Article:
75 percent of Germans support Merkel’s European approach to refugee crisis

Most Germans support an EU solution for dealing with asylum seekers who arrive on the continent. At the same time they back a proposal to turn people back at the German border, a survey showed on Thursday.

75 percent of Germans support Merkel's European approach to refugee crisis
Refugees in Mainz. Photo: DPA

According to a survey released by ARD on Thursday, three quarters of Germans support Angela Merkel's approach of finding a European solution to the asylum dispute which is threatening to collapse her government.

The survey also showed that the majority of those asked were in favour of rejecting at Germany's borders any refugee who had already been registered in another EU country.

Only 22 percent of those questioned during the Deutschlandtrend survey would like Germany to take a national approach. This opinion is shared by all sections of society and all party supporters (with the exception of AfD supporters, 60 percent of whom were against a European compromise).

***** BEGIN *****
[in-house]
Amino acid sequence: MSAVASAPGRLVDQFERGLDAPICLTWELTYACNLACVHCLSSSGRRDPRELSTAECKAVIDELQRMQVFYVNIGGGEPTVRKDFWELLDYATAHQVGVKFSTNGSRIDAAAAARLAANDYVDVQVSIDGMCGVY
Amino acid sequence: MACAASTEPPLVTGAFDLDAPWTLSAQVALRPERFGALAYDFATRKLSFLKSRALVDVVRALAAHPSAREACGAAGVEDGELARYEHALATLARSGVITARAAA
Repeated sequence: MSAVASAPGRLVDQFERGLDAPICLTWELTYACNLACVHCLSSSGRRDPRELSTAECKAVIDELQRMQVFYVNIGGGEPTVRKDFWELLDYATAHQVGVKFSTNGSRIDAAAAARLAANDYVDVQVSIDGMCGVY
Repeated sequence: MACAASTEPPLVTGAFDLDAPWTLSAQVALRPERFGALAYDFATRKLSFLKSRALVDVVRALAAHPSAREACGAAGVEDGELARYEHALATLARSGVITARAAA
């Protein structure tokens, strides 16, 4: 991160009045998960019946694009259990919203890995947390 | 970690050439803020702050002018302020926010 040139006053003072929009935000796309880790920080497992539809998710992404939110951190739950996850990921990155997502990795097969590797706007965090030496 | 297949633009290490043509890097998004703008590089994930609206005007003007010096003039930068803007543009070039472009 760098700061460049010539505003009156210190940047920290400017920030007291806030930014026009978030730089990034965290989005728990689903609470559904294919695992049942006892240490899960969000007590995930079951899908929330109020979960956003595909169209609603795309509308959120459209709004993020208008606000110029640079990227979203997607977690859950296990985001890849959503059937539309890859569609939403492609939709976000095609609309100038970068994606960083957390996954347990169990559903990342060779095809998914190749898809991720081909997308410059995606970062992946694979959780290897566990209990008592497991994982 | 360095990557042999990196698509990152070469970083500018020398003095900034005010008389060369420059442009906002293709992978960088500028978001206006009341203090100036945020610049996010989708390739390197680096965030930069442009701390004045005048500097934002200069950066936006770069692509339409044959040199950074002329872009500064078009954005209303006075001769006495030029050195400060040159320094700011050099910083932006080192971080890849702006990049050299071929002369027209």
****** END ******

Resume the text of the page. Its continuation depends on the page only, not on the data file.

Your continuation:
Those surveyed were pessimistic about the way in which this dispute would be settled, with only 36 percent of respondents believing that a European solution to the refugee crisis would be found in the near future. A majority of 59 percent were sceptical that this could be achieved.

The same survey asked participants whether they were for or against refugees (who were already registered in another EU country) being rejected at the German borders. 62 percent were for this, with 31 percent saying such people should be allowed into the country.

At one end of the spectrum, 96 percent of AfD voters supported rejecting already-registered refugees at Germany's borders. But 68 percent of Green Party voters were against this on the other end of the spectrum.